Go to top of page

Appeals of Commission decisions

A person who is aggrieved by a decision or order made by a Member or the General Manager can apply to appeal that decision or order. Appeals from a decision of the General Manager are heard by a single Member. All other appeals are heard by a Full Bench of the Commission, which is generally made up of three Members, one of whom is a Presidential Member.

The Full Bench will usually determine two issues: whether permission to appeal should be granted, and whether there was an error in the original decision. The Commission must grant permission to appeal if it is satisfied that it is in the public interest to do so (s.604(2) of the Fair Work Act).

The ‘public interest’ is not defined in the Act, but it generally refers to a benefit or advantage to the whole community as opposed to an individual. The task of assessing whether the public interest test is met is a discretionary one involving a broad value judgment. Some examples of considerations which have traditionally been adopted in granting leave include that the decision is attended with sufficient doubt to warrant its reconsideration, that the Commission may have exceeded its jurisdiction in the original decision, and that substantial injustice may result if leave is refused.

A higher standard applies to appeals from decisions in unfair dismissal matters (s.400 of the Fair Work Act). If the error that is alleged is an error of fact, then the appellant must persuade the Full Bench that it is a significant error of fact. Further, s.400(1) of the Fair Work Act provides that permission to appeal from an unfair dismissal decision must not be made unless the Commission considers that it is in the public interest to do so.

If permission to appeal is granted, and the appeal is upheld, a Full Bench may:

  • confirm, quash or vary the decision
  • make a further decision in relation to the matter that is the subject of the appeal
  • refer the matter that is the subject of the appeal to a Member for further action.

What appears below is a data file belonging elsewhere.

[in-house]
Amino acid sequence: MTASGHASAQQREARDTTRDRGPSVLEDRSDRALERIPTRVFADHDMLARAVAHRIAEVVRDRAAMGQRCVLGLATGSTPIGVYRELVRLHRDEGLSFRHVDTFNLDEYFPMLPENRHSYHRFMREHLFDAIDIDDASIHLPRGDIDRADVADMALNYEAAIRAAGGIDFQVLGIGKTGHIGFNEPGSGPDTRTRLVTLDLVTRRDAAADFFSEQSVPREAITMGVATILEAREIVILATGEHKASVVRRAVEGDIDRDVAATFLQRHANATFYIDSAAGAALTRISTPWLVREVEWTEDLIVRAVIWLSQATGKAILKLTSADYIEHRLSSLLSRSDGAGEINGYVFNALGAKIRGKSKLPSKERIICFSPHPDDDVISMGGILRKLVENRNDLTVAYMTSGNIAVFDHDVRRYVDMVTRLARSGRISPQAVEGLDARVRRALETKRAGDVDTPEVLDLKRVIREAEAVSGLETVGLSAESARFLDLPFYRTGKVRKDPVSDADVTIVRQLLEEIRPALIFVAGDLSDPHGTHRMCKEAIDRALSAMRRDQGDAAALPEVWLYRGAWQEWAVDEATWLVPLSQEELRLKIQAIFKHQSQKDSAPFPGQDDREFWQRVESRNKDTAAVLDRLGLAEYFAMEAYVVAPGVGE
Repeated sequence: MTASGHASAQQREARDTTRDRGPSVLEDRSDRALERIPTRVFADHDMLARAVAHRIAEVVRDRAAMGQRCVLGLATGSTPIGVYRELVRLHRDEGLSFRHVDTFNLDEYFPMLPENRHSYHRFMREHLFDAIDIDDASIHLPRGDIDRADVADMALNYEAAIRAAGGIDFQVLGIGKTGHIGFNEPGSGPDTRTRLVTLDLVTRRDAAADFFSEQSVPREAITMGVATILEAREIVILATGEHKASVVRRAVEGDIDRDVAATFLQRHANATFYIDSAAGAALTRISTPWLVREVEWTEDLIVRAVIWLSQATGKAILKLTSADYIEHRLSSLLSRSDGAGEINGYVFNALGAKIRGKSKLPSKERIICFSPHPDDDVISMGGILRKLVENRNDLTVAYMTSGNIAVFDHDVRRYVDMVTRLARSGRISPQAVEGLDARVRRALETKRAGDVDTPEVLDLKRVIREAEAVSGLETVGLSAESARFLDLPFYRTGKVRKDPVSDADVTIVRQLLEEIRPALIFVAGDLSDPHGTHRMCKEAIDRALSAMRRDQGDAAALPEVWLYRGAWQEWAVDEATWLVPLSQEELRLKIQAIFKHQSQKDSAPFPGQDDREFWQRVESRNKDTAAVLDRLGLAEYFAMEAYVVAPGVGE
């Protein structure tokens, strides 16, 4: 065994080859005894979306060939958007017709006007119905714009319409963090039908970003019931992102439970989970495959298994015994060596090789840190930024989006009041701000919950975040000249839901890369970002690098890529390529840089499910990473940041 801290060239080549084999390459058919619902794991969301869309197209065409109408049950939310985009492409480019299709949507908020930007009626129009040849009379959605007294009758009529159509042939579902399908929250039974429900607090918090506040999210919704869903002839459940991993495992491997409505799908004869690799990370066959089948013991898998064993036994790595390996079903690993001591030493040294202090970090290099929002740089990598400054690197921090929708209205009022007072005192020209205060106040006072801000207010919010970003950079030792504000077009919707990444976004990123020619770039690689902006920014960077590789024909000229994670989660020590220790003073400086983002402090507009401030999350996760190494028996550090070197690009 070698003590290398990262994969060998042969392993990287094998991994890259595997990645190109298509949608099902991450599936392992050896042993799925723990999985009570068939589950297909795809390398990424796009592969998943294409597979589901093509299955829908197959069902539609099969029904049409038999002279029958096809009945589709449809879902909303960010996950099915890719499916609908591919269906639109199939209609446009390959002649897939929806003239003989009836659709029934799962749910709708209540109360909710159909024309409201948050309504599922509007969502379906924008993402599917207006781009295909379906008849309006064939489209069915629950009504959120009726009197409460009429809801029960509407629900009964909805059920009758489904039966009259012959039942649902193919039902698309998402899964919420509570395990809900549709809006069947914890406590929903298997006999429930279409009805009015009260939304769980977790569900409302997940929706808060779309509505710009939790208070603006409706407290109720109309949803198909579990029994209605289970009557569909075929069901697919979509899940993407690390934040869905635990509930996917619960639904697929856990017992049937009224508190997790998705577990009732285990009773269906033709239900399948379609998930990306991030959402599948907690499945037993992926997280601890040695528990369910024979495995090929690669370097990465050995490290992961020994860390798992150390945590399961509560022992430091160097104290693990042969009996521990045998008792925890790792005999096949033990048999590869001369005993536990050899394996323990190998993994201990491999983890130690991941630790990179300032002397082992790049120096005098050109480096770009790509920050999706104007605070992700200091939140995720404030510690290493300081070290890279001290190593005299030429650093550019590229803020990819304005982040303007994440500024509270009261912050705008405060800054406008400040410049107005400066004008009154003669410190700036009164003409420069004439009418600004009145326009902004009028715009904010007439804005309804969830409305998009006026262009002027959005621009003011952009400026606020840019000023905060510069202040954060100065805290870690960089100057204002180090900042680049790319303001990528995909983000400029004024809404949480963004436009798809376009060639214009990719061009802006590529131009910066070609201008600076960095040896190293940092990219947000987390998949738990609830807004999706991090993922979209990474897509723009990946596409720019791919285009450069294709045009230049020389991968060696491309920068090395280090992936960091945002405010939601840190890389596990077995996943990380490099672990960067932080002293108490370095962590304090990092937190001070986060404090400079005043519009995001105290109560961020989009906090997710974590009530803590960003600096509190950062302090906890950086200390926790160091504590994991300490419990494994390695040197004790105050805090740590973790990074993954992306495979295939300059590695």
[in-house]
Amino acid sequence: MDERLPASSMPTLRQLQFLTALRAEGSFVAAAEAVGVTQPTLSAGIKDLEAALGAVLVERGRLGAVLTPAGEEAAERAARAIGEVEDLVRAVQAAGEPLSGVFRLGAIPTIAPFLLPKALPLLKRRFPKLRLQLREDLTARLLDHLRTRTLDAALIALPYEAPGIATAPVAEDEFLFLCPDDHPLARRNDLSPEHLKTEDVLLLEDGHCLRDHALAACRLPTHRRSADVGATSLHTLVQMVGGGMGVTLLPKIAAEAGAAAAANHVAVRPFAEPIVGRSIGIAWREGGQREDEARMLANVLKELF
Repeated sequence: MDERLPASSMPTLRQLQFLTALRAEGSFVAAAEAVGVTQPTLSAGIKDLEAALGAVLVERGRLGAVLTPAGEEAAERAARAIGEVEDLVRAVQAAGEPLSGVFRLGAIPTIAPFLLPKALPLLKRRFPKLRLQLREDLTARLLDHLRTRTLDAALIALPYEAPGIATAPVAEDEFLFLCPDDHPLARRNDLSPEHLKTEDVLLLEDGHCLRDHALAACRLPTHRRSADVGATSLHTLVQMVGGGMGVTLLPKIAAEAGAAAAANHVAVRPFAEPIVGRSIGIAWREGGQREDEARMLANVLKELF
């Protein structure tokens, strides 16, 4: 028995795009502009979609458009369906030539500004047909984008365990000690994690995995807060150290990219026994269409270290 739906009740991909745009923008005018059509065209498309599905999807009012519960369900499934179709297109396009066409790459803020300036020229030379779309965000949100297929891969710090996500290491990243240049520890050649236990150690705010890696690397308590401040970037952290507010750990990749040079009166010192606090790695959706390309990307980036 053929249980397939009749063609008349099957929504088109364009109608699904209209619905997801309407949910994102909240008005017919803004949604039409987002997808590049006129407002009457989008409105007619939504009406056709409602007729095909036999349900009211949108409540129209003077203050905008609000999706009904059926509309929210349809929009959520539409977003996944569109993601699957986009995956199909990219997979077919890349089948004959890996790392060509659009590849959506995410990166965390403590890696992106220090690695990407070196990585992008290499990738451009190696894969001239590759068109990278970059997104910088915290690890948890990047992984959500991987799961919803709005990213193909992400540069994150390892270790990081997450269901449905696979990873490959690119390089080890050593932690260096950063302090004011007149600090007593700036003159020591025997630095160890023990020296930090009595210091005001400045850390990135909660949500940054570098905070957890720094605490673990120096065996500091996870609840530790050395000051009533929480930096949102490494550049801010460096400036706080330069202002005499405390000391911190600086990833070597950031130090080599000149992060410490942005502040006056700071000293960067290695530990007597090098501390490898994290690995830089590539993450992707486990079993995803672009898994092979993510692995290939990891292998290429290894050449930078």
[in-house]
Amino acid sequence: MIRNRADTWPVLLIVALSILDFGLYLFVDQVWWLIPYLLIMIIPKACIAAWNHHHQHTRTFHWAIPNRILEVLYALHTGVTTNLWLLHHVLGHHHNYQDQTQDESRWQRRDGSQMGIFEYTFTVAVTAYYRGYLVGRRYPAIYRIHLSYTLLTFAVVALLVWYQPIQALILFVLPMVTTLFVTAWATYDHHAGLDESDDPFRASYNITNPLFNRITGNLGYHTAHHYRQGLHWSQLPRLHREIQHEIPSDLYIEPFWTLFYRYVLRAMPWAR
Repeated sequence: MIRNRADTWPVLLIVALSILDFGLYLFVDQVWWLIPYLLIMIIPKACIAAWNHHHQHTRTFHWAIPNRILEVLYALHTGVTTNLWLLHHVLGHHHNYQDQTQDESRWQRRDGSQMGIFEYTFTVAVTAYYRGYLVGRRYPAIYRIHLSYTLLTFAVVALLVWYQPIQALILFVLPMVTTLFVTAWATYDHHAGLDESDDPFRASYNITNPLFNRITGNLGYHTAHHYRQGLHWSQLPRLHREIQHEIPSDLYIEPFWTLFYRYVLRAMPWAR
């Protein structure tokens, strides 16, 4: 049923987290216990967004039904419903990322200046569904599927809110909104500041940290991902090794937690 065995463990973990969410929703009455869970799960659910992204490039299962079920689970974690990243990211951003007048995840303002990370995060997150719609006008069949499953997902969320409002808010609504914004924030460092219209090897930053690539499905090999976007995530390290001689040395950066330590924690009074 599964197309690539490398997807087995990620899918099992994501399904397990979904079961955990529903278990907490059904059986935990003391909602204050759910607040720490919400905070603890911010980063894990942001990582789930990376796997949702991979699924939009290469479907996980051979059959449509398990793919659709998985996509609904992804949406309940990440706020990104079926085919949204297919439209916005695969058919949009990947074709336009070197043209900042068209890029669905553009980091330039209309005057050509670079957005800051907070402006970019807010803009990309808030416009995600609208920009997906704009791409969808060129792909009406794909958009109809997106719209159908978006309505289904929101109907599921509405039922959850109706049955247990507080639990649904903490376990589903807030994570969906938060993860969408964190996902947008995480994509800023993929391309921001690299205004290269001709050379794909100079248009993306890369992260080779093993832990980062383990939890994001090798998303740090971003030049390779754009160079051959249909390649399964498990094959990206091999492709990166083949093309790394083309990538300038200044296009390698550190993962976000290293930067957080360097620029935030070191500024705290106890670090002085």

Permission to appeal

The Commission’s permission to appeal process applies to appeals for unfair dismissal matters and general protections consent arbitration cases.

Under the process, a Full Bench determines whether to grant permission to appeal as a threshold issue, so that parties do not incur the costs of preparing and filing submissions on the merits of an appeal that may not proceed.

When a matter is allocated to the process, all parties are informed that the question of permission to appeal will be determined as a threshold issue. The appellant must file a short, written submission in support of the permission application but does not need to file a lengthy submission addressing the merits of the appeal. The respondent is not required to file any written submissions in response.

In 2018–19, the Commission heard 87 applications for permission to appeal. Of these, 64 per cent were refused, as shown in Table 34.

Table 34: Appeals – permission to appeal outcomes

No. of matters

Percentage of matters

Outcome

2018–19

2017–18

2016–17

2015–16

2018–19

2017–18

2016–17

2015–16

Permission not granted

56

62

80

107

64

65

73

78

Permission granted

31

33

29

26

35

35

27

19

Total

87

95

109

137

992

100

100

971

  1. Four matters were still pending at the end of the 2015–16 reporting period. Of the 137 appeal applications made in 2015–16, 133 (97 per cent) were finalised in 2015–16.